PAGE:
6. They had Obed. Obed was the father of Jesse. And Jesse was the father of David. He’s the rock star in the bunch. And it’s cool to see that David was a relative of Jesus too.
7. Interesting choice of words next: “David was the father of Solomon by THE WIFE OF URIAH.” I don’t think this is intended to belittle Bathsheba. But, it does remind us all that Solomon came from David’s sinful relationship with Bathsheba (at the expense of Uriah). Wow…it’s amazing to know that THIS is in the line of Jesus Christ as well.
8. Solomon had Rehoboam (remember the king who listened to his young friends over his older advisors and split Israel). Then King Abijah, King Asaph, King Jehoshaphat (a great king), King Joram, King Uzziah, King Jotham, King Ahaz, King Hezekiah (another good king), King Manasseh, King Amon, King Josiah (my favorite king), and King Jechoniah (the king who was taken away to Babylon). That’s a rich history, and Jesus is a direct royal heir to the kingdom of Judah.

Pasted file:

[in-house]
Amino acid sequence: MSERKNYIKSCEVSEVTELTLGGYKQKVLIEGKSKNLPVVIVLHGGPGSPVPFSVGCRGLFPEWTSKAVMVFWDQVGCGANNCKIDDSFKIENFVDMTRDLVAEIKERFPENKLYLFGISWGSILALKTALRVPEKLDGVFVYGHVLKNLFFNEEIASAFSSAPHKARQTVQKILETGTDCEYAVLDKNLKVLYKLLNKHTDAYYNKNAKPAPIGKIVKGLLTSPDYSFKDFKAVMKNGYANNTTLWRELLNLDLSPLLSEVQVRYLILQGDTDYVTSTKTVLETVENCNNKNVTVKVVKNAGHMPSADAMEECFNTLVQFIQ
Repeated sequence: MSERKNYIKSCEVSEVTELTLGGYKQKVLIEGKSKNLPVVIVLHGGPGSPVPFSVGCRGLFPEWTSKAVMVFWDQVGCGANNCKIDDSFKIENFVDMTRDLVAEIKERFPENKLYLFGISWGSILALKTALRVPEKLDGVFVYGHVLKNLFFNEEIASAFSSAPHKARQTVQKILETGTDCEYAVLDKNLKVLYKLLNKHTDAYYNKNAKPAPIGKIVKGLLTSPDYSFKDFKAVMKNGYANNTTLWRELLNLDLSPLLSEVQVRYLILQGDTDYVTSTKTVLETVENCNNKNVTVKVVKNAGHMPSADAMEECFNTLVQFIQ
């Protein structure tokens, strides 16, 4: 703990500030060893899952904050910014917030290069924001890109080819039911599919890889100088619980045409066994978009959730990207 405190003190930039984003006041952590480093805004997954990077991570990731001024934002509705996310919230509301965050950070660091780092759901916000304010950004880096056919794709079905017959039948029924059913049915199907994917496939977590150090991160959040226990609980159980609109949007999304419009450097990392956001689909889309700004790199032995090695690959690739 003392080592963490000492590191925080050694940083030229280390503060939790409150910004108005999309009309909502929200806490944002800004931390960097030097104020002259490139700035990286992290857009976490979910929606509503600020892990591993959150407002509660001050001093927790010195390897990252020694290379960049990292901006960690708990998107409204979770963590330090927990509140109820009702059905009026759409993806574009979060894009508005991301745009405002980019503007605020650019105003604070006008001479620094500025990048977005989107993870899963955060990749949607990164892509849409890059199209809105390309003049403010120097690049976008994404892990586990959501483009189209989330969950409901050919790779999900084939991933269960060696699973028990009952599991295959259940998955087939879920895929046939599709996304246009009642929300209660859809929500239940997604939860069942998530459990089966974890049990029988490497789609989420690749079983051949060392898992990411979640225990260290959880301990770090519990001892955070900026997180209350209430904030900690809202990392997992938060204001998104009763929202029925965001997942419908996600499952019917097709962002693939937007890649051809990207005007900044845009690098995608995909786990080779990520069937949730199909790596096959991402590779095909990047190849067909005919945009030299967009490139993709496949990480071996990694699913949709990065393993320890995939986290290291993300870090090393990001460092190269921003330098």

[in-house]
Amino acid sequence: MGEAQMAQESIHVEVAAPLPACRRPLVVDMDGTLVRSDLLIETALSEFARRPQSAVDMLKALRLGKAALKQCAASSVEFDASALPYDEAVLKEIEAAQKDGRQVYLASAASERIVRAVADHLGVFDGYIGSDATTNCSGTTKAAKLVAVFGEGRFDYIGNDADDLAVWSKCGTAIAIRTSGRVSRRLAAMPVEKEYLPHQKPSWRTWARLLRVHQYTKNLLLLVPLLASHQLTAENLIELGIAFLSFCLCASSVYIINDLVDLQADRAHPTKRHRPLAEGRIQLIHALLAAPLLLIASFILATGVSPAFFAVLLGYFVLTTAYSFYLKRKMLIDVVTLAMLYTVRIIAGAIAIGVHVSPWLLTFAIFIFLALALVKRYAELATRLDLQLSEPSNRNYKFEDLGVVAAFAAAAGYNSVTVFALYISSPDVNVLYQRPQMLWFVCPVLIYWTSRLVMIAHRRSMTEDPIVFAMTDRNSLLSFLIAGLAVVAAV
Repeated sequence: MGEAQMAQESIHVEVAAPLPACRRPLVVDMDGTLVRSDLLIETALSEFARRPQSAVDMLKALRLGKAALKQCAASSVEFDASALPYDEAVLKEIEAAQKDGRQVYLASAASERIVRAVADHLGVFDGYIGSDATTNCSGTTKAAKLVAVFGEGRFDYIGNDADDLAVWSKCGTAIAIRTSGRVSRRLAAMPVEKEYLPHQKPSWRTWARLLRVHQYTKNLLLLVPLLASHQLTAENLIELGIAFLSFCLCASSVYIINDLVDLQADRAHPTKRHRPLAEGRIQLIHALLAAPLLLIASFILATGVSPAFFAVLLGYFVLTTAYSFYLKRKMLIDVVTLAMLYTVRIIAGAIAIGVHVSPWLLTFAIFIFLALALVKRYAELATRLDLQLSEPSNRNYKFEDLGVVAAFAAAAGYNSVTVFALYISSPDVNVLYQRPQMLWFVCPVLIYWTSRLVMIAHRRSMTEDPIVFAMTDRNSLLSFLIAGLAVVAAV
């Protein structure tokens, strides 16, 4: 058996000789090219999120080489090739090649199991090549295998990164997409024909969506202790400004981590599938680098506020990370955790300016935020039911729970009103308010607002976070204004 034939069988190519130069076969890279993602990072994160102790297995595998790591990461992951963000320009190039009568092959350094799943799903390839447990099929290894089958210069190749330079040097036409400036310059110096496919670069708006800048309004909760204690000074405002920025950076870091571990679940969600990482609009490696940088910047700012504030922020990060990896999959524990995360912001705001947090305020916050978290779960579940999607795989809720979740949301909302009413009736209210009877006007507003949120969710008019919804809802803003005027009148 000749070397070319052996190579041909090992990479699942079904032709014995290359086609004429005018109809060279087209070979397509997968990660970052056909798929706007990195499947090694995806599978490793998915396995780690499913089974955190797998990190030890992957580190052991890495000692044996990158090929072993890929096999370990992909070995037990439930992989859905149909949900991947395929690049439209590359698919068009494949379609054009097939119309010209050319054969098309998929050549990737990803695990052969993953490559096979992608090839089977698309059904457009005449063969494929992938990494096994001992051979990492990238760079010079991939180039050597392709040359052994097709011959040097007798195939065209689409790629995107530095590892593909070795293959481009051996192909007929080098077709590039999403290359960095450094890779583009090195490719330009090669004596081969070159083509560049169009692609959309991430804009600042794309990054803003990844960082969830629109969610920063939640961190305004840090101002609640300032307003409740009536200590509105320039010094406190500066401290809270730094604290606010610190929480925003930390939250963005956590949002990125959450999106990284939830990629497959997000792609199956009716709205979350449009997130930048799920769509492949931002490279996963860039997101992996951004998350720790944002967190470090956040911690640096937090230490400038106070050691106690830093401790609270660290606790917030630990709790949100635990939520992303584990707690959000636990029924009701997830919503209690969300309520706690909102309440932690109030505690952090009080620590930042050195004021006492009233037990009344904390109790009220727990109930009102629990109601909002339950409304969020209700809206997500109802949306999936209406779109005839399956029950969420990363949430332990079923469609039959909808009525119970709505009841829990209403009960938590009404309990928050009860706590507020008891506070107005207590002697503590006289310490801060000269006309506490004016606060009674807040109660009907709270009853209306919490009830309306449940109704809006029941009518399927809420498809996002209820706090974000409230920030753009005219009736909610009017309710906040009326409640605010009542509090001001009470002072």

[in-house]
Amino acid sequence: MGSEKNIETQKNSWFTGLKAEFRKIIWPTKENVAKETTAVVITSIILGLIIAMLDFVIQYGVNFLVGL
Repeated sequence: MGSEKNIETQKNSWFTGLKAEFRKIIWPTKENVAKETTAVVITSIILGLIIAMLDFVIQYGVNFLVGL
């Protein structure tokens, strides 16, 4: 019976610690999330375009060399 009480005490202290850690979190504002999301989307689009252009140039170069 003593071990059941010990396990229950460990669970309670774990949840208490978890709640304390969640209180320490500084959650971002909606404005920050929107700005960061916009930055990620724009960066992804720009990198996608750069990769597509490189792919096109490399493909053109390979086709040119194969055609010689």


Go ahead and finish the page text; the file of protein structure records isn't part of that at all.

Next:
9. Jeconiah was the father of Shealtiel, who was the father of Zerubbabel (who was in charge when they were allowed to come back to Jerusalem), who was the father of Abiud, the father of Eliakim, the father of Azor, the father of Zadok, the father of Achim, the father of Eliud, the father of Eleazar, the father of Matthan, the father of Jacob, the father of Joseph…this is the Joseph who is engaged to be married to Mary! Hmm…now this is the shocker…why does Matthew list the geneology of Joseph instead of Mary? I mean, technically, is Joseph REALLY Jesus’ father?
10. Nice symmetry. 14 generations from the beginning of the faith until the line of David. 14 generations of the line of David until getting exiled. 14 generations from the exile to Christ. Wow…
11. Then we get to the story of Jesus’ birth. This question can’t be asked enough: what do you think was going through Joseph’s mind when he found out that his woman was pregnant?